• Intermittent low-grade fever, fatigue, or weight loss can occur[19]

Differential Diagnosis[edit | edit source]

Common disorders to consider as differential diagnoses with AS are:

Diagnostic Procedures[edit | edit source]

The diagnosis of AS is commonly made through a combination of thorough subjective and physical examinations, laboratory data and imaging studies. Common laboratory data include blood tests to determine the presence of the HLA-B2 antigen or substances that indicate an inflammatory process: [21]

Criteria to assist diagnosis in Primary care[edit | edit source]

  • Peripheral manifestations, such as dactylitis, enthesitis or arthritis, especially of the plantar fascia or Achilles tendon
  • A family history of AS or related disorders. A first-degree or second-degree relative with ankylosing spondylitis, psoriasis, uveitis, reactive arthritis or inflammatory bowel disease
  • Inflammatory back pain symptoms
  • Psoriasis, inflammatory bowel disease or a history of uveitis
  • Elevated C-reactive protein (CRP), where causes such as spinal infection or cancer have been excluded. This is also a marker of inflammation and is found in 50-70% of people with AS.[21] Patients with AS may have CRP levels ranging from > 6 mg/L (slightly elevated) to 20 – 30 mg/L
  • Back pain which improves after 24 – 48 hours of treatment with non-steroidal anti-inflammatory
  • Positive HLA-B27 test: HLA B27 is positive in 80-90% of AS patients, more so in the Caucasian population and African Americans. [6] The HLA-B27 antigen is also present in other inflammatory conditions of intestines or joints
  • Sacroiliitis on X-ray or MRI
  • Erythrocyte sedimentation rate (ESR): This is a blood test for inflammation, in approximately one-third of the AS patients there is a raised ESR observable in exacerbations of the disease, but other conditions can also cause a high ESR[8][21]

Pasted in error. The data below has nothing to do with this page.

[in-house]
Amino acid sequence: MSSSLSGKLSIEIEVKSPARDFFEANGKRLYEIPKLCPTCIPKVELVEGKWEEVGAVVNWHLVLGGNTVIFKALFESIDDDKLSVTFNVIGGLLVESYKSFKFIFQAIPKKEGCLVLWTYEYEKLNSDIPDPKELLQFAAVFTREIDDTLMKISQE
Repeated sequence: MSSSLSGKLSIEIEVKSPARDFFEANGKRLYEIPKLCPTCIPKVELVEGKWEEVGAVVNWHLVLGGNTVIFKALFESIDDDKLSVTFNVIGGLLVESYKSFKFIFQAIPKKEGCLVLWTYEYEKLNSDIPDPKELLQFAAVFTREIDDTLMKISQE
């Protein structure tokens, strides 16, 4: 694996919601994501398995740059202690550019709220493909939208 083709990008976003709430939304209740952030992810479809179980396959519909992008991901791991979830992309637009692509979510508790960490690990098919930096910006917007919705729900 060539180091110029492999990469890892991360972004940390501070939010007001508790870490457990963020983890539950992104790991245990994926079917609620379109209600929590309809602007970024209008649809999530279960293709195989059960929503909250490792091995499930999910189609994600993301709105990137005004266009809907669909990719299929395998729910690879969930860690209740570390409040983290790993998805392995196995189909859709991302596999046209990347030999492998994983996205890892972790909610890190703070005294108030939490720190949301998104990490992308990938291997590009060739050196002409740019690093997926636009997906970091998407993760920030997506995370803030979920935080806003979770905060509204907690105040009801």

Laboratory tests are specific and often more helpful to exclude other diagnoses rather than confirming AS. In combination with other clinical symptoms, the diagnosis can often be made more accurate. [6][8]

Detection of AS by Medical Imaging [edit | edit source]

  • X-rays have traditionally been considered the most useful imaging modality in established disease, although they may be normal in the early phases[21]
    Spondy 1.png
    X-ray shows up areas where the bone has been worn away by the condition. The vertebrae of the spine may start to fuse together because the ligaments between them become calcified.[21]
  • MRI scanning is also used to detect inflammation on MRI that is suggestive of sacroiliitis.[22] MRI of the sacroiliac joints is more sensitive than either plain X-ray or CT scan in demonstrating sacroiliitis. Sacroiliitis initially shows as blurring in the lower part of the joint, then bony erosions or sclerosis occur and widening or eventual fusion of the joint[21]
  • Vertebral body squaring[21]
  • Bamboo spine appearance[21]
  • Interspinous ligament calcification can give dagger spine appearance[21]
  • Hatchet deformity[21]
  • Subchondral erosions, sclerosis and proliferation on iliac side of SI joints[21]
  • Bridging or fusion of the pubic symphysis[21]